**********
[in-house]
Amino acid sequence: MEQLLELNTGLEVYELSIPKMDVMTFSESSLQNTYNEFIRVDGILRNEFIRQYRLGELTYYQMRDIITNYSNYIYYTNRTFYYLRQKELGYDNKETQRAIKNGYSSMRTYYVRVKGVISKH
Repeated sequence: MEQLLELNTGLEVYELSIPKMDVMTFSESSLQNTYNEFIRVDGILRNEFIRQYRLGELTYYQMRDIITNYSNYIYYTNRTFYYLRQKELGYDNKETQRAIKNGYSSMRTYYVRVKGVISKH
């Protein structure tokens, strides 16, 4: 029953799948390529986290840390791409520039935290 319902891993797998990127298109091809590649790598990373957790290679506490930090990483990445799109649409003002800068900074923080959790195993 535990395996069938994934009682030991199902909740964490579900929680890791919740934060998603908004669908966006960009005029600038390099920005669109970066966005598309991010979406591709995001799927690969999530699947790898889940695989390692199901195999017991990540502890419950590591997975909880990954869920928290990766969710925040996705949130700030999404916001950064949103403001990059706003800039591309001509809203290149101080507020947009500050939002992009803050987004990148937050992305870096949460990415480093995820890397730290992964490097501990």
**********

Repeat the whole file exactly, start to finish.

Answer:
[in-house]
Amino acid sequence: MEQLLELNTGLEVYELSIPKMDVMTFSESSLQNTYNEFIRVDGILRNEFIRQYRLGELTYYQMRDIITNYSNYIYYTNRTFYYLRQKELGYDNKETQRAIKNGYSSMRTYYVRVKGVISKH
Repeated sequence: MEQLLELNTGLEVYELSIPKMDVMTFSESSLQNTYNEFIRVDGILRNEFIRQYRLGELTYYQMRDIITNYSNYIYYTNRTFYYLRQKELGYDNKETQRAIKNGYSSMRTYYVRVKGVISKH
């Protein structure tokens, strides 16, 4: 029953799948390529986290840390791409520039935290 319902891993797998990127298109091809590649790598990373957790290679506490930090990483990445799109649409003002800068900074923080959790195993 535990395996069938994934009682030991199902909740964490579900929680890791919740934060998603908004669908966006960009005029600038390099920005669109970066966005598309991010979406591709995001799927690969999530699947790898889940695989390692199901195999017991990540502890419950590591997975909880990954869920928290990766969710925040996705949130700030999404916001950064949103403001990059706003800039591309001509809203290149101080507020947009500050939002992009803050987004990148937050992305870096949460990415480093995820890397730290992964490097501990």